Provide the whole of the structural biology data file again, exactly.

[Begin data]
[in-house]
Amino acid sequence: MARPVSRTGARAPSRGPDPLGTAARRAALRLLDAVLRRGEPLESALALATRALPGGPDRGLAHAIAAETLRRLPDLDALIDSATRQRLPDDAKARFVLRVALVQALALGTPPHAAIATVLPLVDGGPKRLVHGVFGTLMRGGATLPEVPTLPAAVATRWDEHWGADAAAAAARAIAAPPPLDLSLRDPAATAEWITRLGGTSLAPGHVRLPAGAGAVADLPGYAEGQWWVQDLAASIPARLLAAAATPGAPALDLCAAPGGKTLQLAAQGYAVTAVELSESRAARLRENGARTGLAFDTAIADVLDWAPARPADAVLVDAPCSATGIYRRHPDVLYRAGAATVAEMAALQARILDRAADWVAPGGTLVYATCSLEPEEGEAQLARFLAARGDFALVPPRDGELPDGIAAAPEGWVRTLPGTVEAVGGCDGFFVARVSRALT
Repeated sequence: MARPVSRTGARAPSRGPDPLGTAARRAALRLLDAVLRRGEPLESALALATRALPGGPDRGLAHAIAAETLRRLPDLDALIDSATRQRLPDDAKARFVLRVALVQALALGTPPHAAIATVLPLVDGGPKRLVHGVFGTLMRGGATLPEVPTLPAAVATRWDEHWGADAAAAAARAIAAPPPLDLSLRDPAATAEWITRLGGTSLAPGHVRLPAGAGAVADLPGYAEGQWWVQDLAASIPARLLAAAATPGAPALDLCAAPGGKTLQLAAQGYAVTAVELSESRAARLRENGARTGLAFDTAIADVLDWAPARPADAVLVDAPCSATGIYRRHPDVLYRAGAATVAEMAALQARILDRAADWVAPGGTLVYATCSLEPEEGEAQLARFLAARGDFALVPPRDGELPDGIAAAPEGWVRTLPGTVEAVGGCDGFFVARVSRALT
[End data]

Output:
[in-house]
Amino acid sequence: MARPVSRTGARAPSRGPDPLGTAARRAALRLLDAVLRRGEPLESALALATRALPGGPDRGLAHAIAAETLRRLPDLDALIDSATRQRLPDDAKARFVLRVALVQALALGTPPHAAIATVLPLVDGGPKRLVHGVFGTLMRGGATLPEVPTLPAAVATRWDEHWGADAAAAAARAIAAPPPLDLSLRDPAATAEWITRLGGTSLAPGHVRLPAGAGAVADLPGYAEGQWWVQDLAASIPARLLAAAATPGAPALDLCAAPGGKTLQLAAQGYAVTAVELSESRAARLRENGARTGLAFDTAIADVLDWAPARPADAVLVDAPCSATGIYRRHPDVLYRAGAATVAEMAALQARILDRAADWVAPGGTLVYATCSLEPEEGEAQLARFLAARGDFALVPPRDGELPDGIAAAPEGWVRTLPGTVEAVGGCDGFFVARVSRALT
Repeated sequence: MARPVSRTGARAPSRGPDPLGTAARRAALRLLDAVLRRGEPLESALALATRALPGGPDRGLAHAIAAETLRRLPDLDALIDSATRQRLPDDAKARFVLRVALVQALALGTPPHAAIATVLPLVDGGPKRLVHGVFGTLMRGGATLPEVPTLPAAVATRWDEHWGADAAAAAARAIAAPPPLDLSLRDPAATAEWITRLGGTSLAPGHVRLPAGAGAVADLPGYAEGQWWVQDLAASIPARLLAAAATPGAPALDLCAAPGGKTLQLAAQGYAVTAVELSESRAARLRENGARTGLAFDTAIADVLDWAPARPADAVLVDAPCSATGIYRRHPDVLYRAGAATVAEMAALQARILDRAADWVAPGGTLVYATCSLEPEEGEAQLARFLAARGDFALVPPRDGELPDGIAAAPEGWVRTLPGTVEAVGGCDGFFVARVSRALT